Globalization in its current form is not a viable option, nor is fragmentation or permutations of it, the solution to the challenges we face. What is required is a common set of minds to shift the global ecosystem to make the economy and financial system more inclusive and sustainable for all. A world which incentivizes short-term maximization at the individual level over long-term optimization at the aggregate level is not a world that produces sustainable outcomes for the present as well as the future generation.

We are at a critical juncture. As stewards of global finance, our actions - or even inaction - in the coming years will be a crucial determinant of the state of resilience and integrity of our economies. 

I wish you a productive discussion in the days ahead. Thank you.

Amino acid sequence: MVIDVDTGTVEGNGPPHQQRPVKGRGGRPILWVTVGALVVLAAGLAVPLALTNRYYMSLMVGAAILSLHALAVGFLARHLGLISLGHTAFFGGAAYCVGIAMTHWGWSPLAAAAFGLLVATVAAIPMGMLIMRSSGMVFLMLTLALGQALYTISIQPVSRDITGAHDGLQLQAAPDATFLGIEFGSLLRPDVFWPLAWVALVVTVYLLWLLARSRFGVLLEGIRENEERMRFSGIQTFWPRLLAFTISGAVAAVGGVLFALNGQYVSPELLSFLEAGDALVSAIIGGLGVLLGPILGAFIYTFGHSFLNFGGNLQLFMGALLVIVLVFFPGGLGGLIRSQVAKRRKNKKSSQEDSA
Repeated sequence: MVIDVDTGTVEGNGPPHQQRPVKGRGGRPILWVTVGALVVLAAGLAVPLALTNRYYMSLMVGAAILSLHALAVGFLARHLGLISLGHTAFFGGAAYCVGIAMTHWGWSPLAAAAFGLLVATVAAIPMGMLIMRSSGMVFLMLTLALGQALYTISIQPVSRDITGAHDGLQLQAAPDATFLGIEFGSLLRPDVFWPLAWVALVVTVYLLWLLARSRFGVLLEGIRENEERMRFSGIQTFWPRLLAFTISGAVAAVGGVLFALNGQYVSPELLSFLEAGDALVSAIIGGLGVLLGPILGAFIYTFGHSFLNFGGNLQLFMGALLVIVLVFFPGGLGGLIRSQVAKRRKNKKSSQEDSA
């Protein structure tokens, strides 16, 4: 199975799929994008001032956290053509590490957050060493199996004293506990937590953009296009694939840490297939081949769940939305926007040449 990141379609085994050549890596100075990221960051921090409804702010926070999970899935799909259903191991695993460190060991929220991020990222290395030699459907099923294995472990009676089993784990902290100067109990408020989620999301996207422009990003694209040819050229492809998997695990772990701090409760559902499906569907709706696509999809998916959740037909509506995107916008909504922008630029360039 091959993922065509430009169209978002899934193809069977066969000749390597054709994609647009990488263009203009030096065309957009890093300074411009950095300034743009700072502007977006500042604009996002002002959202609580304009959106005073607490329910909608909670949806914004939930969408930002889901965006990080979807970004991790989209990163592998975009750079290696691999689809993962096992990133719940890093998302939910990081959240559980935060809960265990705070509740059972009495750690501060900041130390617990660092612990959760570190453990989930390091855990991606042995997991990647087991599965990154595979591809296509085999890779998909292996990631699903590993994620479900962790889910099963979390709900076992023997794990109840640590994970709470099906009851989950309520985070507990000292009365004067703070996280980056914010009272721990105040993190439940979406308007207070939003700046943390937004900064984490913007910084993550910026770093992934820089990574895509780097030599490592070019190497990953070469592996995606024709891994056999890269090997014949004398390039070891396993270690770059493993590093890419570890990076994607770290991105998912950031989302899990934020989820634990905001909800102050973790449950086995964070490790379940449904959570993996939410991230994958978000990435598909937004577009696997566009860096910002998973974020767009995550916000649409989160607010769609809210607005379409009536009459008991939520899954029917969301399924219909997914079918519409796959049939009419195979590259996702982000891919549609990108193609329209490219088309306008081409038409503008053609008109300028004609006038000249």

References

  • [1] Oxfam (January 2017), “An economy for the 99%”, Briefing paper
  • [2] Food and Agriculture Organization of the United Nations (FAO)
  • [3] Harvard Business Review, (2017), “If You Think Fighting Climate Change Will Be Expensive, Calculate the Cost of Letting It Happen”
  • [4] Christine Lagarde, (4 February 2016), “The Role of Emerging Markets in a New Global Partnership for Growth”
  • [5] United Nations Department of Economic and Social Affairs (2015), “World Population Prospects: The 2015 Revision”
  • [6] Christine Lagarde, (4 February 2016), “The Role of Emerging Markets in a New Global Partnership for Growth”
  • [7] World Economic Forum (2013), “The Green Investment Report: The ways and means to unlock private finance for green growth”

Ranjit Ajit Singh, executive chairman of the Securities Commission (SC) Malaysia, was speaking at the opening day of Global Challenges, Regional Responses: How Can We Avoid Fragmentation in the Financial System?, the seventh session of the Salzburg Global Forum on Finance in a Changing World.

30.06.2017 Category: FINANCE, JUSTICE, FACES OF LEADERSHIP
Ranjit Ajit Singh